# is (sqrt(3-x)-sqrt(x)) equal to (sqrt(3-2x))?

And viceversa It should be tha same, because sqrt(x)+sqrt(x) = sqrt(2x) If not, why?

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– Git Gud Apr 27 '14 at 15:21
Whether it’s a rule or a “rule”, you should always try it out with numbers to see whether it makes sense. Mathematics really is an observational science. – Lubin Apr 27 '14 at 15:50

$\sqrt{x} + \sqrt{x} = 2 \sqrt{x} = \sqrt{4x}$

$\sqrt{a} + \sqrt{b} \neq \sqrt{a+b}$ unless one of $a$ or $b$ is equal to zero.

"Regular" arithmetic doesn't work like that when dealing with square roots.

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$$\sqrt{3-x}-\sqrt x=\sqrt{3-2x}\iff 3-2\sqrt{3x-x^2}=3-2x\iff 3x-x^2=x^2\iff$$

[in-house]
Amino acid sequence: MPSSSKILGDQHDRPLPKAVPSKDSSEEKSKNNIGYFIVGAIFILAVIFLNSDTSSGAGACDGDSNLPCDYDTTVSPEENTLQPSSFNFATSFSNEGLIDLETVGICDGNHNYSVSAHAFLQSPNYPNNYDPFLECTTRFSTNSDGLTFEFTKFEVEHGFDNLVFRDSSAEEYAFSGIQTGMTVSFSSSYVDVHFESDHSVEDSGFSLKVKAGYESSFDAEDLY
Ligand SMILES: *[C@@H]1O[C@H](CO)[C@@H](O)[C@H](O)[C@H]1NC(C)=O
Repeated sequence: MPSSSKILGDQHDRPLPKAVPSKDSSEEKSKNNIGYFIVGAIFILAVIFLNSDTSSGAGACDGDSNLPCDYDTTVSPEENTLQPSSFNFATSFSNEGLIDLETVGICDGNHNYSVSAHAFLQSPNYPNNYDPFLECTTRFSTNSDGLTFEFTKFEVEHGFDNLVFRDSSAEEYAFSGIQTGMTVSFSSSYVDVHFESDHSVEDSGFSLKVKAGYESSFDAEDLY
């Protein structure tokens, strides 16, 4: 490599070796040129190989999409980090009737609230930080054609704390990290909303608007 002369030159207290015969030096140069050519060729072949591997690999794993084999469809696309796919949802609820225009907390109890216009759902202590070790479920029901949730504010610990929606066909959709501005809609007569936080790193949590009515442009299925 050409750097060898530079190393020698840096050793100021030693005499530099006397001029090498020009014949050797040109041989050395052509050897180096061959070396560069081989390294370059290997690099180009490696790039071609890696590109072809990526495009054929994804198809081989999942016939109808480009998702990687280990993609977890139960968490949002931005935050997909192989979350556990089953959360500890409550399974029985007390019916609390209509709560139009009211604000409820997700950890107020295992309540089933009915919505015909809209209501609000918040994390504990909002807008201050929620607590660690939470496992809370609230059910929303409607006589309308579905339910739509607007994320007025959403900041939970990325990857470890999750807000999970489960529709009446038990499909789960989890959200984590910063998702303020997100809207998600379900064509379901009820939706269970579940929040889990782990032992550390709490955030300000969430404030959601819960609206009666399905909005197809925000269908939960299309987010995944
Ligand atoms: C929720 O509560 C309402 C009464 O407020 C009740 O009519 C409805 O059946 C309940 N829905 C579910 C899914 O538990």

$$\iff0=2x^2-3x=2x\left(x-\frac32\right)\iff x=0\;\;\;\text{or}\;\;\;x=\frac35$$

So no: it is not an equality.

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No, this is NOT true, for example $\sqrt2 \neq \sqrt1 + \sqrt1 = 2$

In general it is NOT true that $\sqrt{a+b} = \sqrt{a} + \sqrt{b}$

Edit: If it were true that $\sqrt{a+b} = \sqrt{a} + \sqrt{b}$ then by squaring up we would get

$$a + b = a + 2\sqrt{ab} + b$$ so then $$2\sqrt{ab} = 0 \implies a = 0 \text{ or } b = 0$$

So

$$\sqrt{a+b} = \sqrt{a} + \sqrt{b} \iff a = 0 \text{ or } b = 0$$

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